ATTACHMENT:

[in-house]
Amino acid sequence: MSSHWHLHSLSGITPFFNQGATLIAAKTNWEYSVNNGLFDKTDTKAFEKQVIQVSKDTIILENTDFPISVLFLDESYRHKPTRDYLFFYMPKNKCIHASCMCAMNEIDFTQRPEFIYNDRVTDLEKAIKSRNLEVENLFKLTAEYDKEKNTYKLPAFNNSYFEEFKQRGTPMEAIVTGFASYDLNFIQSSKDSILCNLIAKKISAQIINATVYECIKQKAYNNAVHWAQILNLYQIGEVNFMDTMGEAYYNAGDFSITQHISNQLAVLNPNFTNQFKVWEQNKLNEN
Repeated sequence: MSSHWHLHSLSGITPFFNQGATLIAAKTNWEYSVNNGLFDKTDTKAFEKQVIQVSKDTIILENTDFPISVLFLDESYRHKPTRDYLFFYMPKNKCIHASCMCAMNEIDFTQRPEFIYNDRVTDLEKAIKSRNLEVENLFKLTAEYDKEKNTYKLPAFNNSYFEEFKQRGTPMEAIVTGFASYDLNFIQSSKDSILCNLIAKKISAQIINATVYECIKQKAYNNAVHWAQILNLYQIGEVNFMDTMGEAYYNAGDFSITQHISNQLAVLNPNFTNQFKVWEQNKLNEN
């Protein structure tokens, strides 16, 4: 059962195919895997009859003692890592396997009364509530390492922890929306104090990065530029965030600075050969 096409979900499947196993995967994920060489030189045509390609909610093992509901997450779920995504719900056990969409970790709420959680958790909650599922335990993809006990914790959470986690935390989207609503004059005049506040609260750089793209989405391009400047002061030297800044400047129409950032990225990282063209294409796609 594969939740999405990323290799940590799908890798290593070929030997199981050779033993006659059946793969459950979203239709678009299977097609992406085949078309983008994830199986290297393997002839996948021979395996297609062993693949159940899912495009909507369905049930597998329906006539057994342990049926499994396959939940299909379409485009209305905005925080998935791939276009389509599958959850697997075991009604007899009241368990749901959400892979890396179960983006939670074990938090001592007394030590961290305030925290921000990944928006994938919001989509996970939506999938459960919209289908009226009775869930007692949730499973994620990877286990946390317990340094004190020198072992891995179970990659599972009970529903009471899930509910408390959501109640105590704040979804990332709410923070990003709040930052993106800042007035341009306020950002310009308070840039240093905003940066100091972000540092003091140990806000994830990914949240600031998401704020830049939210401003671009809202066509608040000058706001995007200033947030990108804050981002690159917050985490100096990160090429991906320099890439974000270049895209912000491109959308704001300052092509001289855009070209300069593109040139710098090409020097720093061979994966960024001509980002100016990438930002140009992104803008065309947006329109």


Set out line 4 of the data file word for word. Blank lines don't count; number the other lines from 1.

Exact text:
């Protein structure tokens, strides 16, 4: 059962195919895997009859003692890592396997009364509530390492922890929306104090990065530029965030600075050969 096409979900499947196993995967994920060489030189045509390609909610093992509901997450779920995504719900056990969409970790709420959680958790909650599922335990993809006990914790959470986690935390989207609503004059005049506040609260750089793209989405391009400047002061030297800044400047129409950032990225990282063209294409796609 594969939740999405990323290799940590799908890798290593070929030997199981050779033993006659059946793969459950979203239709678009299977097609992406085949078309983008994830199986290297393997002839996948021979395996297609062993693949159940899912495009909507369905049930597998329906006539057994342990049926499994396959939940299909379409485009209305905005925080998935791939276009389509599958959850697997075991009604007899009241368990749901959400892979890396179960983006939670074990938090001592007394030590961290305030925290921000990944928006994938919001989509996970939506999938459960919209289908009226009775869930007692949730499973994620990877286990946390317990340094004190020198072992891995179970990659599972009970529903009471899930509910408390959501109640105590704040979804990332709410923070990003709040930052993106800042007035341009306020950002310009308070840039240093905003940066100091972000540092003091140990806000994830990914949240600031998401704020830049939210401003671009809202066509608040000058706001995007200033947030990108804050981002690159917050985490100096990160090429991906320099890439974000270049895209912000491109959308704001300052092509001289855009070209300069593109040139710098090409020097720093061979994966960024001509980002100016990438930002140009992104803008065309947006329109």